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The Mystery of Teamwork


A number of years ago I got involved in a client engagement to assist in turning around the performance of a small team which provided service delivery to the public. The team had dismal performance statistics compared to all of its peer group and improvement was urgently required.

Soon after starting the work, the sponsor of the engagement let me know in no uncertain terms that the problem with the team was the members themselves. They were dysfunctional, anti-social, and beyond help, and what was really needed was a good housecleaning, but I was to form my own conclusions.

At first glance, the sponsor's assessment did appear to be on the money. The individuals did not get along, often inflicting silent treatment on each other over what to an outsider appeared to be petty differences. When I had them together in a room, it seemed there wasn't a single thing that they agreed on. After 4 days, I was ready to agree with the sponsor's assessment about the need to clean house. It was clear these people could not get along as a team.

But an odd thing happened at the end of the first week. In a meeting to discuss one very specific customer complaint about how a team member had handled a service application, it suddenly became clear to me that the reason the team member in question had been angry and grumpy with the customer and ultimately did not satisfy the request was because the team member didn't fully understand the process by which she was supposed to be working.

In pushing a little farther, it became evident that although everyone on the team had been trained, the processes they were following to deal with the same items were actually quite different. This meant that not only was service not being consistently delivered, conflict was being created among the team members. One team member would give information to a customer that would then be contradicted by another team member later in the process. Instead of dealing with the process differences, the team members became irritated with each other, and eventually disengaged.

I thought about this over the weekend and on Monday came in with some more questions. My concern was that if team didn't have a common understanding of process, would they clearly understand the role that each played on the team? The answer turned out to be no. They had some general ideas that were common, but there was quite a bit of difference in role understanding, which of course was fuelling the conflict among team members.

Inadvertently, I discovered a third element. As the role discussion (and the obvious lack of common understanding) became heated, one of the team members said to another "Do you even know what we're supposed to be doing here?" We discovered that among the 10 members of the team, there were 7 different versions of the team's goal or objective.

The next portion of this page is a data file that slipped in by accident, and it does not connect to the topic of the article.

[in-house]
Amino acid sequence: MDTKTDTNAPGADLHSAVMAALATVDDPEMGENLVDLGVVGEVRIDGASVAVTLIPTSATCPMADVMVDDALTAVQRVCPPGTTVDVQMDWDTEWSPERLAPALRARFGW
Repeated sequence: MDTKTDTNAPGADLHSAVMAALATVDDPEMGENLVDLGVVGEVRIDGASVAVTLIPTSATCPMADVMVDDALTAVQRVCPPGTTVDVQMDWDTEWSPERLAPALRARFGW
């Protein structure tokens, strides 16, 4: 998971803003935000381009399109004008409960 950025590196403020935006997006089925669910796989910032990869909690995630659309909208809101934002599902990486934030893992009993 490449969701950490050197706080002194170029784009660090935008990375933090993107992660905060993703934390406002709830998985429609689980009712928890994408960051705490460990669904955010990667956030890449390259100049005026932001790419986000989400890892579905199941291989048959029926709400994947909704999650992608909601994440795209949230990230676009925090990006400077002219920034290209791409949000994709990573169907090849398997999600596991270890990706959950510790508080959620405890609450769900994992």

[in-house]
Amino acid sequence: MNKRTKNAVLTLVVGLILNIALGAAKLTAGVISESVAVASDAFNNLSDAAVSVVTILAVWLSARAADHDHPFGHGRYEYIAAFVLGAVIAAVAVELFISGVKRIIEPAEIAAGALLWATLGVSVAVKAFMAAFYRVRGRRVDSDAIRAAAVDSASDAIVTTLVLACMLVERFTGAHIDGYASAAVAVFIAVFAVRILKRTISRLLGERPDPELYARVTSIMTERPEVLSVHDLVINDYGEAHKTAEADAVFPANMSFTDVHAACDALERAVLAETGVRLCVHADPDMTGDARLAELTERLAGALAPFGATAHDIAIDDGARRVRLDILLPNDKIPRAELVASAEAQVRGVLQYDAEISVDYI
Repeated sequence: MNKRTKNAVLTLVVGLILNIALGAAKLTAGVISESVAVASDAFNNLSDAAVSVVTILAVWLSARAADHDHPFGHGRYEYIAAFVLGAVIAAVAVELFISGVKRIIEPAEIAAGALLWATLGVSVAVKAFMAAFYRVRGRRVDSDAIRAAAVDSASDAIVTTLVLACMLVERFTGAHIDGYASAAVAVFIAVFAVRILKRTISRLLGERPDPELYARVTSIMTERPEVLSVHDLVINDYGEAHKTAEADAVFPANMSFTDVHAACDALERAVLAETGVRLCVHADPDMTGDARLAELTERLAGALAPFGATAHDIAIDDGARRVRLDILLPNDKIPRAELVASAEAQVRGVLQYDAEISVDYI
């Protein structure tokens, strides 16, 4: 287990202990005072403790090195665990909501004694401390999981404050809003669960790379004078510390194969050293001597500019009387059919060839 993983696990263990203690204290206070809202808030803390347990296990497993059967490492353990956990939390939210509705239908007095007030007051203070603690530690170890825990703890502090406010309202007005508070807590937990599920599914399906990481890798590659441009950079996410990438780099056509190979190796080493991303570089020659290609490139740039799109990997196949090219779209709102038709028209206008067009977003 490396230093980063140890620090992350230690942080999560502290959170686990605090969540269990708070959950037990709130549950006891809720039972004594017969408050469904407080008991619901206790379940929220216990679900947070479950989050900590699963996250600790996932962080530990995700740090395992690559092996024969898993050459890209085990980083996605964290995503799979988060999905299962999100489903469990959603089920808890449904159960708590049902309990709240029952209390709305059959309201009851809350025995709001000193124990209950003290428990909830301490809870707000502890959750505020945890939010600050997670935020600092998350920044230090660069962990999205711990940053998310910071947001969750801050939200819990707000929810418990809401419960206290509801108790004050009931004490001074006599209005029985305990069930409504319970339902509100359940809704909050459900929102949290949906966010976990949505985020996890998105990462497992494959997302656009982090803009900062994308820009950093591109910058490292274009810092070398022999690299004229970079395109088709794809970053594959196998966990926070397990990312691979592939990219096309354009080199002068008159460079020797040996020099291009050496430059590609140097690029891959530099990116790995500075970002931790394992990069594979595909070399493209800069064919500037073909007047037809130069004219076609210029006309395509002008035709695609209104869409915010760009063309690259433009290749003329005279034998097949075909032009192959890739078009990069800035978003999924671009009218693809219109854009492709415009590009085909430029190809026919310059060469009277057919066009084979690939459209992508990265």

I immediately went out on a limb and speculated that this would also tend to have a negative impact on the group's ability to function as a team.

We then changed the approach to improving the performance of the team and started by developing a common definition of the team's goals and objectives. This wasn't created from scratch, but rather distilled from the organization's objectives. We worked through the process of service delivery until we had a common understanding of, and agreement on, what this was.

Next we talked through the roles and responsibilities on the team, getting on the same page about how was supposed to do what, how that fit within the process, and how that connected to the team's objectives.

Finally, we mapped out the various processes the team was to follow in delivering service, such that everyone had a consistent understanding of how they were supposed to work.

We did not spend any time trying to 'fix' the team members themselves.

In three weeks there was dramatic change. Performance measures that had been the worst in the organization suddenly became the best. The unpleasant, tense atmosphere in which the group formerly operated became genial and friendly. In short, the group began evidencing the behaviours of a well-functioning team.

There was one casualty in the process. One of the team members discovered he was not interested in changing, couldn't buy in to the common process or the role that he needed to play. He chose to take early retirement and although his experience was missed, it was clear that there was no way to benefit from it if he was not willing to operate within the environment required for a team to form.

This group was an eye-opening case study in the essentials of the environment required for a team to form. Although it seems like a bit of a simplification, no team can actually be a team without clearly defined and agreed to Goals, Roles and Process. Interestingly, the fourth element that we often use as the primary indicator of team functioning is relationships, or how well the team is getting along. Although it is not necessarily intuitive, it appears that the quality and effectiveness of our team relationships is driven by the clarity and agreement on the other three elements, not the other way around.